They wound up with participants who either were or were not obese and, separately, were sedentary or active, completing aerobic exercise, weight training, or both types of exercise on a regular basis.
Then they compared exercise habits and obesity and noted an interesting pattern. The incidence of obesity, especially extreme obesity, was much lower among active people than the sedentary, whether their activity was aerobic or resistance-oriented.
But those men and women who reported completing both types of exercise — who jogged and lifted or walked and downward dogged, for instance — were about 50 percent less likely to be obese than inactive people and about 20 percent less likely than people who participated in aerobic exercise or weight training alone.
In other words, it appears that “doing either aerobic or muscle-strengthening exercise is good for a healthy weight, but doing both is better,” says Jason Bennie, a senior research fellow in physical activity epidemiology at the University of Southern Queensland, who led the new study.
This study relied on participants’ remembrances of exercise, though, which can be unreliable, and asked about them at only one point in people’s lives. So, it cannot show whether exercising now necessarily thwarts obesity in the future. It also cannot establish whether, in some cases, being obese prevented people from being active, meaning that their weight determined their workout routines and not the other way around.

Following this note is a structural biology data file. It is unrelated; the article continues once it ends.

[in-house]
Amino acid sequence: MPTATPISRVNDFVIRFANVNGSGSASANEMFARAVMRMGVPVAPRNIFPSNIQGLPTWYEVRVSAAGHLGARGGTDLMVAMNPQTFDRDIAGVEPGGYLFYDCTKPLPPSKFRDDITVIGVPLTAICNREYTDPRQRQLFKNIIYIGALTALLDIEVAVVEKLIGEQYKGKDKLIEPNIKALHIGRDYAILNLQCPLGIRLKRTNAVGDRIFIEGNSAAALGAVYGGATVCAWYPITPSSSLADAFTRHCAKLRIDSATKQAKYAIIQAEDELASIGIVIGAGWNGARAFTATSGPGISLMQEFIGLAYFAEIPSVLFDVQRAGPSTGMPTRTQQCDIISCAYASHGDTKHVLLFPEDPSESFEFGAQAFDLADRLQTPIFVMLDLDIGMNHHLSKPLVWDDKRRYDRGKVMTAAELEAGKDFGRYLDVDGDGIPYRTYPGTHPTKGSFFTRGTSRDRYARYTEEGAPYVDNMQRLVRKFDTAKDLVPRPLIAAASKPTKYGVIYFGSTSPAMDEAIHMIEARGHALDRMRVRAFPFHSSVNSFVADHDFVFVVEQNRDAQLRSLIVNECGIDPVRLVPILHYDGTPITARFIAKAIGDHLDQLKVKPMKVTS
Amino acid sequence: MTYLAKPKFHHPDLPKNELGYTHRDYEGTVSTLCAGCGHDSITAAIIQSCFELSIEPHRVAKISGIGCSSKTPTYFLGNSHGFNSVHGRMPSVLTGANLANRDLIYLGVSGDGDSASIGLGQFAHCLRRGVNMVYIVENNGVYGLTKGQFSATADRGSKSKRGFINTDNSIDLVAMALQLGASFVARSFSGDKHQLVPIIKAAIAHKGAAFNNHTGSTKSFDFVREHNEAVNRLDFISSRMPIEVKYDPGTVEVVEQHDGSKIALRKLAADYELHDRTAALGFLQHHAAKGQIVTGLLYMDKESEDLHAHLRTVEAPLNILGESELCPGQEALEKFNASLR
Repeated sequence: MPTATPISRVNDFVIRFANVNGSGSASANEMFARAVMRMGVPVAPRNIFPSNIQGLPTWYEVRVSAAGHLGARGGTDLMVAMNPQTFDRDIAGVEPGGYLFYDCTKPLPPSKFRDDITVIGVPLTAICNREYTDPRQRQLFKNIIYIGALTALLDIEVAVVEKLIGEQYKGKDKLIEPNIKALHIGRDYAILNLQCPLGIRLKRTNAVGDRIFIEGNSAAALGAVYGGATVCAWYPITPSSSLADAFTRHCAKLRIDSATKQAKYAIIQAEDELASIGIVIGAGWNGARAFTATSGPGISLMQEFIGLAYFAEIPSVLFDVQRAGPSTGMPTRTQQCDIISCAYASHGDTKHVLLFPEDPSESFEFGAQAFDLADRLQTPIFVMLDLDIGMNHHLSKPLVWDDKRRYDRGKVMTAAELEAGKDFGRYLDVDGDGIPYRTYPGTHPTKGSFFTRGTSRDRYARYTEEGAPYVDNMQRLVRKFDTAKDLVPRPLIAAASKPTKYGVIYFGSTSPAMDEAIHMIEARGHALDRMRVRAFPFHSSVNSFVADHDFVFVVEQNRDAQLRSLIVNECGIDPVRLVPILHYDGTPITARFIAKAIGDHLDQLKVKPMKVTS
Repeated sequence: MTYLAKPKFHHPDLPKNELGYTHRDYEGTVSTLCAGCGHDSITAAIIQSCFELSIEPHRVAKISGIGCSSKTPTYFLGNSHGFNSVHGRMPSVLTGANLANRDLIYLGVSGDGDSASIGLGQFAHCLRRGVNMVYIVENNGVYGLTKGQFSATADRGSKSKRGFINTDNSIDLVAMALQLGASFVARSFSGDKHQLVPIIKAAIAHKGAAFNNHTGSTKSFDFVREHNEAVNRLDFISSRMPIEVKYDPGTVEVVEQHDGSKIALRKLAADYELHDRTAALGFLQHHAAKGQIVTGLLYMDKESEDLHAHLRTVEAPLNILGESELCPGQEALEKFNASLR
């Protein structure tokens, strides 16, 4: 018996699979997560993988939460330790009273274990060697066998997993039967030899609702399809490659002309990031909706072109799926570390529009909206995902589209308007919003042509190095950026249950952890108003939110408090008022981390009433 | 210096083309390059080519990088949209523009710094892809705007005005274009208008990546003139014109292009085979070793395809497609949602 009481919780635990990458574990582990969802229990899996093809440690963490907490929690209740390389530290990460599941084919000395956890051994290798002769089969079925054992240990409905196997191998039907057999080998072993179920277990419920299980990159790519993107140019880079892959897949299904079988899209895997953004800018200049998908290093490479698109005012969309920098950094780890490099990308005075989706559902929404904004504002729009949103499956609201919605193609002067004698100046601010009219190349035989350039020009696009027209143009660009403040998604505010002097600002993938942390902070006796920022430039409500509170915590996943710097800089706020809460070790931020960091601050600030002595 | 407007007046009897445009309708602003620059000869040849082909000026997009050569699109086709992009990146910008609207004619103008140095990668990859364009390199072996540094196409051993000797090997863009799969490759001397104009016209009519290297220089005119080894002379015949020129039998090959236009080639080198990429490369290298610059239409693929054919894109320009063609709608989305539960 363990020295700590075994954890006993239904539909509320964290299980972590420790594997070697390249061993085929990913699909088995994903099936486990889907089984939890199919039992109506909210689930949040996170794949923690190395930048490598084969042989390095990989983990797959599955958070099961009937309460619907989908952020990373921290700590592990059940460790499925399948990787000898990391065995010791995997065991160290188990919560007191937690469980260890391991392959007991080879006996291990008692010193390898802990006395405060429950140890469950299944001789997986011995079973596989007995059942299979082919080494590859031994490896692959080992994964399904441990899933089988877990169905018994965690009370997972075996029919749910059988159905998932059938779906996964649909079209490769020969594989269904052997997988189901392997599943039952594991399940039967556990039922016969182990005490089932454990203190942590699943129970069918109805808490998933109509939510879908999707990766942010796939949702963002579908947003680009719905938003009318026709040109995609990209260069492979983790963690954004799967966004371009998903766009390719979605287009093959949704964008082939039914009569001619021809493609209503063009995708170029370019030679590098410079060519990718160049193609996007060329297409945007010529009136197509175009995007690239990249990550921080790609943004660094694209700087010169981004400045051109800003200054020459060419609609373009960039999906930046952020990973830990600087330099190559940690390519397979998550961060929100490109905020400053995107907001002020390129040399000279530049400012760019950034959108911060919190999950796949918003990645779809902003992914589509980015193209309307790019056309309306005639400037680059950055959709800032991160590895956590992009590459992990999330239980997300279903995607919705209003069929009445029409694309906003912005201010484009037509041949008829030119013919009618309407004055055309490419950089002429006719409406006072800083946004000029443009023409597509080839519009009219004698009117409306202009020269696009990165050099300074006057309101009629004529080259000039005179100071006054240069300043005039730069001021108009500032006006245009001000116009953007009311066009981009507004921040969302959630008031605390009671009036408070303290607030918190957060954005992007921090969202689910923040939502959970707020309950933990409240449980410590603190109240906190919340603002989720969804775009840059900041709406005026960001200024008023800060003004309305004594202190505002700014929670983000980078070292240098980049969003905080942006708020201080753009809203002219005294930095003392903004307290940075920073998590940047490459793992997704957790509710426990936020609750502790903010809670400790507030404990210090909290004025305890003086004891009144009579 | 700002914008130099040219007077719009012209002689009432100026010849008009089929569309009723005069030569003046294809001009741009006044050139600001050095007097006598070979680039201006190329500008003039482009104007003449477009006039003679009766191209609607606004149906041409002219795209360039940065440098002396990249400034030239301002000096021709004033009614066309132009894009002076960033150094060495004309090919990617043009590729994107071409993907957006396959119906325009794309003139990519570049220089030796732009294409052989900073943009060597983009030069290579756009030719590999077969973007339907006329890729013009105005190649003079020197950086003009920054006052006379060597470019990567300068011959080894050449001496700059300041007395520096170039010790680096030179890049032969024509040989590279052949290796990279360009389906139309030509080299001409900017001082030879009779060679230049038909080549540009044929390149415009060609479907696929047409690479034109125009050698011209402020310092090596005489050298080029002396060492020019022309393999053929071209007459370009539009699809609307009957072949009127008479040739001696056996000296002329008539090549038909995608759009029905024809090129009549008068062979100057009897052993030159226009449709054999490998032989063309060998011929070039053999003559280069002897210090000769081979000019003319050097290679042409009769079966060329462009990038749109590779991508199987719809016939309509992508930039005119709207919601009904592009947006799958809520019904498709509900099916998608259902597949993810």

Perhaps most important, it does not tell us how augmenting walks or other aerobic activities with weight training might help us to avoid obesity. Dr. Bennie and his colleagues speculate that aerobic and resistance exercise produce differing effects on our metabolisms, hormones, appetites and even the structures of our brains that, synergistically, remodel our bodies and minds in ways that reduce the likelihood we will gain weight.
More study is needed, of course. But in the meantime, those of us hoping to keep our weight under control might want to consider cycling or walking to the gym, where we might want to pick up some weights.